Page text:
Inside Llewyn Davis
Cert: 15 / 105 mins / Dir. Joel Coen & Ethan Coen
I won't lie to you, the first time I saw the trailer for Inside Llewyn Davis was with Mrs Blackout, and afterward we looked at each other and I mouthed "what?". This happens more often than is good for anyone, but it's rare that repeat viewings of a trailer actually sell me a film. Nonetheless, by the time today's showing rolled around, I was quite looking forward to it, not least because I'd also heard an interview with the directorial brothers on 5Live, laying the pitch for the narrative and the themes, rather than just the setting. Oh yeah, The Themes. This film has The Themes. It doesn't beat you over the head with them per se, but you should be prepared to understand that you're seeing Llewyn Davis' version of events*1, not that you'll see any other.
The film's soundtrack and Oscar Isaac (responsible for a large percentage of that soundtrack) do the heavy lifting, thematically speaking. Most of the other characters are totems of the various facets of Davis' personality, since we only see them from his point of view, and they very rarely interact with one another. The narrative is needfully meandering, as again, it's essentially Davis telling the story, and it reflects his haphazard lifestyle.
Bruno Delbonnel's soft-focused camera lends the film a dream-like quality, tranquil and disconnected even in its more emotionally traumatic moments. Quiet, introspective and borderline hypnotic, I think this is how I'm supposed to feel about all Coen Bros films. I think I understood it*2; I think I enjoyed it. But I've been wrong on both counts in the past, so let's chalk it up quietly as a success*3.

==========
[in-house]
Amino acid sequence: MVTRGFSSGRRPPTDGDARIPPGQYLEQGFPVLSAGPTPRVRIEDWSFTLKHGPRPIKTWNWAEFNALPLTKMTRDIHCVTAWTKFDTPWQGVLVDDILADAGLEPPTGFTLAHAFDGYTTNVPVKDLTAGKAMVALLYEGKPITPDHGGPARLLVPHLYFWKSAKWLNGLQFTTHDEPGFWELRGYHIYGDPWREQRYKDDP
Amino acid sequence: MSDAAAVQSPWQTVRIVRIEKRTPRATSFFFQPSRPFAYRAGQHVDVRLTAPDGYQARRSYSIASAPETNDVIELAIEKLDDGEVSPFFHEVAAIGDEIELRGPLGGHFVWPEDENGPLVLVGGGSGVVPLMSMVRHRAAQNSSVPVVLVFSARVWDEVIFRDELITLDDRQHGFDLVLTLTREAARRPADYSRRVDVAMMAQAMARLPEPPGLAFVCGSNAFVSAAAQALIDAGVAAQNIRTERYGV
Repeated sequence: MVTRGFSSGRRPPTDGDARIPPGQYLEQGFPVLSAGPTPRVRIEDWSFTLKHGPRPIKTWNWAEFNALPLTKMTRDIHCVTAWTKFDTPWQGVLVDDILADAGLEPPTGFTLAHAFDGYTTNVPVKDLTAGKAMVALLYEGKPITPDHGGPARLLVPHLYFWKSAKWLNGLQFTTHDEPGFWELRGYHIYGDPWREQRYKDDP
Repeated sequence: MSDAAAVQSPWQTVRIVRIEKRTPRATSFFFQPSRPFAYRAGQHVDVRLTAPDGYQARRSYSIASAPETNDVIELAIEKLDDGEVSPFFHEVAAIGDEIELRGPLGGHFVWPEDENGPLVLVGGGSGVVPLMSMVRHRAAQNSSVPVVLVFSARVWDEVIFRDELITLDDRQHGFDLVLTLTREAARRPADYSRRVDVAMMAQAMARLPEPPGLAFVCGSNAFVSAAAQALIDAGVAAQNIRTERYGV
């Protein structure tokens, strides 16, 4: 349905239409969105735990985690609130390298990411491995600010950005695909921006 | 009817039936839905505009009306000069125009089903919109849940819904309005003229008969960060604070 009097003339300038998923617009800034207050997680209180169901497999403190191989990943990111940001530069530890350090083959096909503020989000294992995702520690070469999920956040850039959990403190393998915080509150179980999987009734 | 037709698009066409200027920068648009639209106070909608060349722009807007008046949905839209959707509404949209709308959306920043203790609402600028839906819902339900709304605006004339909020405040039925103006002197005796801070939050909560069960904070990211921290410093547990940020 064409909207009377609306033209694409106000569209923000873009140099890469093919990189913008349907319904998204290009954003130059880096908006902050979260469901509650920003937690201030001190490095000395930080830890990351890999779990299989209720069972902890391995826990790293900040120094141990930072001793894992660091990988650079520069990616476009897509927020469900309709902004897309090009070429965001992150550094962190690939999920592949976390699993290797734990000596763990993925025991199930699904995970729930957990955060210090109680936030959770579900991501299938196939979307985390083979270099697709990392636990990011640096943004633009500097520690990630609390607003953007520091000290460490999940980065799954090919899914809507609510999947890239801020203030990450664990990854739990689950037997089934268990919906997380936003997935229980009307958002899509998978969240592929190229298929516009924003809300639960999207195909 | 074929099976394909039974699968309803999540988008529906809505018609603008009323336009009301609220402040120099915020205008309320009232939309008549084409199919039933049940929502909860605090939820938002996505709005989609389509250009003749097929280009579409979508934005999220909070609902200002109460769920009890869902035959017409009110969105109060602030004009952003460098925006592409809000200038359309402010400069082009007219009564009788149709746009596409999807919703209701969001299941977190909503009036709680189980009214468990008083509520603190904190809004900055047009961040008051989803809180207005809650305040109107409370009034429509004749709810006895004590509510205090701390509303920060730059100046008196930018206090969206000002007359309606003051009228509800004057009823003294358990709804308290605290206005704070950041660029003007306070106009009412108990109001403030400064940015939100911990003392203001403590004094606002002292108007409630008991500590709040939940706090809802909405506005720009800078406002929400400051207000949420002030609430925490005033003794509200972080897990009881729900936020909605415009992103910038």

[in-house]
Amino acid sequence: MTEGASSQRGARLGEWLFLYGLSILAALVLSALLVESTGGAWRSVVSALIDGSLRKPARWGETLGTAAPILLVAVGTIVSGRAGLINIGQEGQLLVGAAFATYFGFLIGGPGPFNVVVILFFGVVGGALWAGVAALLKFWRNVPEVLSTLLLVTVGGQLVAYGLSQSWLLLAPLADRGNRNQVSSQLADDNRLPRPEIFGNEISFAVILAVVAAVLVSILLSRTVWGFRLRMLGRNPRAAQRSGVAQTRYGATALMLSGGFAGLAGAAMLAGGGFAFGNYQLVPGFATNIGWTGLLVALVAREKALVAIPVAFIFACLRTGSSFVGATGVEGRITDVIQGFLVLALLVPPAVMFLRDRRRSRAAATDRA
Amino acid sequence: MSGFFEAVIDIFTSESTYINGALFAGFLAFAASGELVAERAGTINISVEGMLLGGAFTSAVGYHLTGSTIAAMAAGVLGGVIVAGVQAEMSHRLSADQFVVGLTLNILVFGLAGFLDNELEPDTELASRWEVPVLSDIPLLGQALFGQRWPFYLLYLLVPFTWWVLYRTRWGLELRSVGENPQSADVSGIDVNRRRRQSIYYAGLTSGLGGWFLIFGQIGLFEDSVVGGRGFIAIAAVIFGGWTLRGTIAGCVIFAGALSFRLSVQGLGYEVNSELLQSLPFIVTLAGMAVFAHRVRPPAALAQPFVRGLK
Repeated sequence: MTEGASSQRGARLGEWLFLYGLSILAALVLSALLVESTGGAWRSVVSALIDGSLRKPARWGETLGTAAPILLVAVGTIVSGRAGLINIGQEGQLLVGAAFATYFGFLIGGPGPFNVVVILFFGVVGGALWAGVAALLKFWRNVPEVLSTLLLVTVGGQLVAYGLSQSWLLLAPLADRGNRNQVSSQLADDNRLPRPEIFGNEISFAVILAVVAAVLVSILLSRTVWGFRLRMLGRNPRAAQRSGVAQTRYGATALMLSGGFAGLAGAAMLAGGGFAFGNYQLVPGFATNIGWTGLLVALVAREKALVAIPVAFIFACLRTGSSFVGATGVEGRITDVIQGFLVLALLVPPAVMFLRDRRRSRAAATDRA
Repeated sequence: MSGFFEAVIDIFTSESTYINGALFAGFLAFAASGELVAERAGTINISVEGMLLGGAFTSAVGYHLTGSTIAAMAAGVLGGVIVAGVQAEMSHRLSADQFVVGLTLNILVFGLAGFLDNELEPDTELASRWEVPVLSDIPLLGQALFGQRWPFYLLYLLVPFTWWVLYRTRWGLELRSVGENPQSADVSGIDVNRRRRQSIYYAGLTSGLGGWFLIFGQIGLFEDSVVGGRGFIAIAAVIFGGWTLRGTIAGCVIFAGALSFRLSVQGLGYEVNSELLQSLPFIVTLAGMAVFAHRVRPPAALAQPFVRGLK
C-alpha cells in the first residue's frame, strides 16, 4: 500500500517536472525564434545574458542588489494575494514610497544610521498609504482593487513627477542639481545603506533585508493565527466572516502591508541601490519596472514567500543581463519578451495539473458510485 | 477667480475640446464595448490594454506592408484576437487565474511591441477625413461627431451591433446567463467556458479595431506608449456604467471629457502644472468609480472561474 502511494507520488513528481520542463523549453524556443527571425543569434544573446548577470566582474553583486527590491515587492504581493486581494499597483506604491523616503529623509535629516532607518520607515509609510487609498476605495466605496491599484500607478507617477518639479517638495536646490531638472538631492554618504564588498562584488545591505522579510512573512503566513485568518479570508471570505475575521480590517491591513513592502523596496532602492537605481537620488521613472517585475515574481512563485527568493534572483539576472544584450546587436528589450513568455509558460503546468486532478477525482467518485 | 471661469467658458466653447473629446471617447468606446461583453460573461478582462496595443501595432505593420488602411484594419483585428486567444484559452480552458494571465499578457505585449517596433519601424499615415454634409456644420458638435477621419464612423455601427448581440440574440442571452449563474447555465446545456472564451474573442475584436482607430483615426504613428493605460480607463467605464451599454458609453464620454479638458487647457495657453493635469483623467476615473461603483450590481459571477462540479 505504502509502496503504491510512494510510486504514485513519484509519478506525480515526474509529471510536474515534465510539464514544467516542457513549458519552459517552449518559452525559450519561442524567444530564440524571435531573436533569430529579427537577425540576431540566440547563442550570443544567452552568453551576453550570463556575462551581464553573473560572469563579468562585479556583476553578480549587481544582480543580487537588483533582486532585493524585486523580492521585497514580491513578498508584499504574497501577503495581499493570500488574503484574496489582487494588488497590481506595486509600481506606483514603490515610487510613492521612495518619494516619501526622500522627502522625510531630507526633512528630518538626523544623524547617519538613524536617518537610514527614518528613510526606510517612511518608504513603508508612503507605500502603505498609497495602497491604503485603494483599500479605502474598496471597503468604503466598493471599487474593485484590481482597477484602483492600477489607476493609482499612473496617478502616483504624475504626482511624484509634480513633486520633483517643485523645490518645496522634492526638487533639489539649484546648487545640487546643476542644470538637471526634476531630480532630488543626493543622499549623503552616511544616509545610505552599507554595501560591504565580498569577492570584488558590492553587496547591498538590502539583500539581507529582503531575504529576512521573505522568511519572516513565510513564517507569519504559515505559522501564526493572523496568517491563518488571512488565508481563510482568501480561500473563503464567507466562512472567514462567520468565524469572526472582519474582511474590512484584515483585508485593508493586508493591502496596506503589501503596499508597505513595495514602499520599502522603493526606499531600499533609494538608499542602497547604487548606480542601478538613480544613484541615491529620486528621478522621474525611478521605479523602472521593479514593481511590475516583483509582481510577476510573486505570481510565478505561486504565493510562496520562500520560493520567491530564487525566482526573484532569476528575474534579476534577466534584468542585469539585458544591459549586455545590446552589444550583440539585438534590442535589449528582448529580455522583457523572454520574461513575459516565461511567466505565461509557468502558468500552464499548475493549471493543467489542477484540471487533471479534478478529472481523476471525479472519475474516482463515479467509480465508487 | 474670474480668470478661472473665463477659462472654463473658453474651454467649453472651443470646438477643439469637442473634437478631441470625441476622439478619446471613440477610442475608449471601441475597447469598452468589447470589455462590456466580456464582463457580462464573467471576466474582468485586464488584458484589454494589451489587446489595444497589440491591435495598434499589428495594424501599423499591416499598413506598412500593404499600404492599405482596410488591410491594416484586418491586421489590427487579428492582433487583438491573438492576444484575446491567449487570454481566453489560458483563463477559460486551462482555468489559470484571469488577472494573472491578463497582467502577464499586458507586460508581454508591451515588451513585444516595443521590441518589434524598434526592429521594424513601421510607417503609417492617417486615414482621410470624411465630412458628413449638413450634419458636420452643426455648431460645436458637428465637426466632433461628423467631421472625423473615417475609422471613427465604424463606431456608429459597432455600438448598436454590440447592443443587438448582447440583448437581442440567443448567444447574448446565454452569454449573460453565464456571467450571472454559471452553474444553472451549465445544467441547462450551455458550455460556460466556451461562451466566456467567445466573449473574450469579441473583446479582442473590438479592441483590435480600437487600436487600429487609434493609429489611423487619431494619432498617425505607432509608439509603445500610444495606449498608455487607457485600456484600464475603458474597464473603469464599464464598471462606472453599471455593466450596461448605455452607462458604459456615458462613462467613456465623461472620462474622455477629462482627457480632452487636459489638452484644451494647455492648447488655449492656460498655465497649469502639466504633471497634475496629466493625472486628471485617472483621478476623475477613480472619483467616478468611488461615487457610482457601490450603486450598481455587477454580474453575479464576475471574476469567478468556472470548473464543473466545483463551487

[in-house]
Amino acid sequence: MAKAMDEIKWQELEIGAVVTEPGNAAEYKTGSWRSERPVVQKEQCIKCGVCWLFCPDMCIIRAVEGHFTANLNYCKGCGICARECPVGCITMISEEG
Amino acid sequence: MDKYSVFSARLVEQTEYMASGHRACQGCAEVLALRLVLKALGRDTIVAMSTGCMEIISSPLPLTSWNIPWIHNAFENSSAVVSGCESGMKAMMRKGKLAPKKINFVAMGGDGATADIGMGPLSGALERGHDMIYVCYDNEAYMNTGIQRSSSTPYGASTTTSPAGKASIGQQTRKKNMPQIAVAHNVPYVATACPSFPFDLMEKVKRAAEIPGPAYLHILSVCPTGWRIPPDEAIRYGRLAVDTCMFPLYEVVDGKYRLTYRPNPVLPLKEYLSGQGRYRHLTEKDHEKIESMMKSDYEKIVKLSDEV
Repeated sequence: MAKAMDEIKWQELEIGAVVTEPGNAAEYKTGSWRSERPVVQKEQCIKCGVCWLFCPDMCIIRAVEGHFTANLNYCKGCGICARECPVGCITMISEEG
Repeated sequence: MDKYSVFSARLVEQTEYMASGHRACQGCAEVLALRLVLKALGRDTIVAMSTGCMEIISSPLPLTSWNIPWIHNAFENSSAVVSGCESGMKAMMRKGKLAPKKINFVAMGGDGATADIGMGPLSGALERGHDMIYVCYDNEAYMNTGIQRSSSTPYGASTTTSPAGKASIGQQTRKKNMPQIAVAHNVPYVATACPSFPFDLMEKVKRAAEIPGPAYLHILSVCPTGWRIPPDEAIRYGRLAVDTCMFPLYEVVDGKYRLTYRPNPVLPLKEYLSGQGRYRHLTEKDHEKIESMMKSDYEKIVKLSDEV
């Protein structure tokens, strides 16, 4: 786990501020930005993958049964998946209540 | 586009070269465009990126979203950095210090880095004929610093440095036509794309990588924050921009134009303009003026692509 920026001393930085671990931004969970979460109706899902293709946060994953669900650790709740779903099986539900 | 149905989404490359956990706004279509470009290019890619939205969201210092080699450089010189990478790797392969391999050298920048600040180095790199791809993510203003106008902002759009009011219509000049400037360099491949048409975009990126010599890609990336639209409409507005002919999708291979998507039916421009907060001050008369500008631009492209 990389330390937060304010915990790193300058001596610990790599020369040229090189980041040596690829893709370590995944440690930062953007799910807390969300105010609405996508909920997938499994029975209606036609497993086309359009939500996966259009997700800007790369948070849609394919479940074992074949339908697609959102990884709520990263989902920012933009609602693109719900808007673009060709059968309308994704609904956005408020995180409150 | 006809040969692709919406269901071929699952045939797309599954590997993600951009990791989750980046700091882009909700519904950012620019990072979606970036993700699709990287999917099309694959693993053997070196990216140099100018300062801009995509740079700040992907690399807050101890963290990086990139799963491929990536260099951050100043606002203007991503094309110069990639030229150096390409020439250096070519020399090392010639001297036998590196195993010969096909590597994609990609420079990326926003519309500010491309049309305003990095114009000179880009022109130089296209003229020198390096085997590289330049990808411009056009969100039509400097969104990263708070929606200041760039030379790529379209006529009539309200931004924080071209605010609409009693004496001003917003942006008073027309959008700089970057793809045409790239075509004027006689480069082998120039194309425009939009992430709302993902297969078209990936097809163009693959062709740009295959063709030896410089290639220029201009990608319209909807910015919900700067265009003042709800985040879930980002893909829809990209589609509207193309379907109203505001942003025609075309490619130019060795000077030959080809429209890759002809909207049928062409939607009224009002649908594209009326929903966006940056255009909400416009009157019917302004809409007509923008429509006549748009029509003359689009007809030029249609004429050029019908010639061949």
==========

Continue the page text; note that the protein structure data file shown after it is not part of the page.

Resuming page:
Inside Llewyn Davis is as centered and driving as its eponymous character, and is a better film for it. I'm fairly confident I'll get more out of it on repeat viewings, but I'm happy to let it bed in for a while, first.
…I think I did.
Probably. Maybe. I don't really know.
It's quite an 'intimate' film, so it wouldn't hurt to watch it at home.
Is F. Murray Abraham just, like, not ageing or something?
*1 You knew that anyway from the title though, right? Yeah. Good.
*2 Not withstanding the cinematic devices used to tell the story, I know nothing about 1960's folk music, other than the fact that there are 'real world' references in here that I didn't fully get; I just knew they were there.
*3 Me enjoying a Coen Bros film, I mean. Not the film. The film's a success irrespective of how much I get it, I know that much.
• ^^^ That's dry, British humour, and most likely sarcasm or facetiousness.
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